While the next 24-36 hours of my time within the family home was spent adjusting to a new time zone, humidity and feelings of uncertainty and anticipation that I’m sure any foreigner has upon being in a new country, I found myself also experiencing for the first time staying within a family unit in which little English was spoken, presenting me with the opportunity to connect less through words and more through expression, gesture, energy and feeling. Rather than filling space with conversation, I spent the initial one to two days of my journey sitting in a space of listening (though I of course could not understand what was being said around the dinner table), and of quiet observation. It was in this space that the following experience unfolded before me.

Upon nightfall, the outdoor veranda was filled with the smell of spices, dhal and rice simmering upon the propane stove, and two new family guests had come to stay from the village of Tanahau ~ Bulu’s mother in law accompanied by a dear friend. Both women had come from their village outside of Kathmandu valley to visit, and as neither spoke English, our interactions were of courteous gesture, bowing ‘namaste’ to one another and my smiling and nodding between them as I attempted to integrate myself into Nepali conversations.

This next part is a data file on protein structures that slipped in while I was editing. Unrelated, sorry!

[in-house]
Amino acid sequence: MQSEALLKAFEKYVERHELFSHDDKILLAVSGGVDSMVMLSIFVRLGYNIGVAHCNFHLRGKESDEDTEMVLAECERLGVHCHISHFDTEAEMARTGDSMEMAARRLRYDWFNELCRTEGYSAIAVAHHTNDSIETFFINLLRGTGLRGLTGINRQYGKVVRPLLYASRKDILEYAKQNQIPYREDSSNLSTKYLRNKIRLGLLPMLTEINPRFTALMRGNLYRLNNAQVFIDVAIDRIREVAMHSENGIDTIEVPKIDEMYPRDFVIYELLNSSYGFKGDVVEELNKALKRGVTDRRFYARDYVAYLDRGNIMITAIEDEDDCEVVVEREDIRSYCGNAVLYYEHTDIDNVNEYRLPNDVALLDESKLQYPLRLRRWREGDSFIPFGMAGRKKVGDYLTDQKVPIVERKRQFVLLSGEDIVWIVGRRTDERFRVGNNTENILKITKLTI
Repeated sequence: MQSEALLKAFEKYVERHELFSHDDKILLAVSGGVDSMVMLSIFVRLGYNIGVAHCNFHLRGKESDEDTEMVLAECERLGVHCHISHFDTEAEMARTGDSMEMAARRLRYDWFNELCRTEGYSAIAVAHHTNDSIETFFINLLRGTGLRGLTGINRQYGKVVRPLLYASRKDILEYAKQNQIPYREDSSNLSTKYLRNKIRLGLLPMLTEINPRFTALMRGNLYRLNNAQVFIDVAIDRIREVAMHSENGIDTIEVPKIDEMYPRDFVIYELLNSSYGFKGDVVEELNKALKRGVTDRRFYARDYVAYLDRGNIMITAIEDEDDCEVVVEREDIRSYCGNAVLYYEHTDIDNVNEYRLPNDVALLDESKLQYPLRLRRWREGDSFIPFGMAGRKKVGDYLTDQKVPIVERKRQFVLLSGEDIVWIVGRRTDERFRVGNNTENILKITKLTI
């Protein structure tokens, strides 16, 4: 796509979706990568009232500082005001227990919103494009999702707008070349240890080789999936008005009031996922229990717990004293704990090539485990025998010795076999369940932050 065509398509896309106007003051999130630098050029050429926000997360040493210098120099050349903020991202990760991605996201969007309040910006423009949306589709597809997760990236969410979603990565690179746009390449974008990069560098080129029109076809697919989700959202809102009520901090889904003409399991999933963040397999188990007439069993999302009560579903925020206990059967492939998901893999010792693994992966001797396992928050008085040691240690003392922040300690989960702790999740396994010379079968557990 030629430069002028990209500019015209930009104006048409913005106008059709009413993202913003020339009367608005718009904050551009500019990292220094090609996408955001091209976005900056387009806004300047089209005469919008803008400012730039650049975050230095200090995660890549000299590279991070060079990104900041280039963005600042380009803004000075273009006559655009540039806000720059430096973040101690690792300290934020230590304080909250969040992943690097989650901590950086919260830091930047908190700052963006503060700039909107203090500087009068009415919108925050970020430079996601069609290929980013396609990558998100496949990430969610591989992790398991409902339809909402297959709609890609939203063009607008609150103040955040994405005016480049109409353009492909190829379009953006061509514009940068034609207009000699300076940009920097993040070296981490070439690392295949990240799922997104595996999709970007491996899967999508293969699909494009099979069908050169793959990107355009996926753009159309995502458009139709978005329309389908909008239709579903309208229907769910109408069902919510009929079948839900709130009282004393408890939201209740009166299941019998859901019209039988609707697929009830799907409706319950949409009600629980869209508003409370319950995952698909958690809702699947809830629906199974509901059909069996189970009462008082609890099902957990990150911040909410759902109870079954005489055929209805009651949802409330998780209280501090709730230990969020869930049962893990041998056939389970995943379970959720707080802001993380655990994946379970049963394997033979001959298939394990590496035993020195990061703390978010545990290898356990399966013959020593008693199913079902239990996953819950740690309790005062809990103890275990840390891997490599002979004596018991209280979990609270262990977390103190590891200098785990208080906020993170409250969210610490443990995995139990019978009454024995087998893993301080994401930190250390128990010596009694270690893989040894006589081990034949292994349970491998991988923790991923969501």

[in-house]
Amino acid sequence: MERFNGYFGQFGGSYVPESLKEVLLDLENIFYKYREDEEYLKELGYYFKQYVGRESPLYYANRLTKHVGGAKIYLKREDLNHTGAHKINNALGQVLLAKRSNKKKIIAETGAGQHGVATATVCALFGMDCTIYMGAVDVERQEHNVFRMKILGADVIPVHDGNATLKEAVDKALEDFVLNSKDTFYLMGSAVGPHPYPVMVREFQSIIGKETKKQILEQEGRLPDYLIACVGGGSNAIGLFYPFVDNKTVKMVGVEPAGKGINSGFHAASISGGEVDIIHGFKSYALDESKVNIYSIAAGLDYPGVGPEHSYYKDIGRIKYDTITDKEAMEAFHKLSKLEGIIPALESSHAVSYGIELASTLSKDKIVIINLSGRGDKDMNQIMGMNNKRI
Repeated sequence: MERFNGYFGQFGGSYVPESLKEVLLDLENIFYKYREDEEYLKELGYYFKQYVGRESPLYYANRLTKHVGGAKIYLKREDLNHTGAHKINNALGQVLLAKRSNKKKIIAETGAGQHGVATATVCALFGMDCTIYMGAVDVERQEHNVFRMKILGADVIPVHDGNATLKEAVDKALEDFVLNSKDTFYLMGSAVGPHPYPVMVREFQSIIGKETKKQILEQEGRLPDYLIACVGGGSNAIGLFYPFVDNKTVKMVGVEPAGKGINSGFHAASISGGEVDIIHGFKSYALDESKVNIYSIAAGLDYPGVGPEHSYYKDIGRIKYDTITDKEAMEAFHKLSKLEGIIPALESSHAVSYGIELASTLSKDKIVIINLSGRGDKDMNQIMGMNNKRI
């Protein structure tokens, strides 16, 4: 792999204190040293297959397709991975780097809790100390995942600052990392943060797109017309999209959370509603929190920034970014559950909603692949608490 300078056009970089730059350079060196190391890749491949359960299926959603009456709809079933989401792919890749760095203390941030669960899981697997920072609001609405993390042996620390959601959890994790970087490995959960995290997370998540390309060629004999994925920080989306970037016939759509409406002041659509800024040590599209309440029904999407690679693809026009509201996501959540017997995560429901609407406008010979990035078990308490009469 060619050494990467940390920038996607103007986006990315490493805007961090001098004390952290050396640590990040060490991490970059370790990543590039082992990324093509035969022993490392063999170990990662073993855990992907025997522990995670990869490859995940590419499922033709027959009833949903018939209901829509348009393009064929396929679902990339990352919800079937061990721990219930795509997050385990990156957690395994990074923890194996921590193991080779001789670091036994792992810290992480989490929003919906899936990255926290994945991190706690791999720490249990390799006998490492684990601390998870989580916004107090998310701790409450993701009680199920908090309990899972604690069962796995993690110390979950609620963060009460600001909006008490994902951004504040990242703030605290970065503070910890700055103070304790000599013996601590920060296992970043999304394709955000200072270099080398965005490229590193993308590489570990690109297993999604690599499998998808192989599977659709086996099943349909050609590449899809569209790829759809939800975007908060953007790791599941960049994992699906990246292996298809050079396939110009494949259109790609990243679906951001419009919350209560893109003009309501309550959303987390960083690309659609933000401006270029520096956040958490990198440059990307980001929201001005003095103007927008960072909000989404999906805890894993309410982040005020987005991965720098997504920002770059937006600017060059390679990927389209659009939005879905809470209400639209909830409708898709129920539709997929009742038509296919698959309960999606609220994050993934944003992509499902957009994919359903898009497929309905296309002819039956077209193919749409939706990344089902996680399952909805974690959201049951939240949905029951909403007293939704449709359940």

Late into the evening, not quite ready for sleep, I decided to open my journal ~ a beautiful welcome gift from Bulu’s family upon my arrival, and pulled a chair onto the veranda to write. As I put my pen to paper in the dim light provided through the kitchen window, I heard the immediate sound of additional chairs being dragged across the stone surface of the veranda as both women immediately dropped their conversation to huddle around me. To watch me write.

I felt taken aback as they leaned over the pages of my journal, intently watching the curves of my pen leaving ink on the paper as I began to record the events of the day. Their hands on one another’s arms, pointing to the words and the pen in my hand, speaking quickly and gesturing in such animation that it took a moment for me to consider and then realize ~ neither of these women can read or write.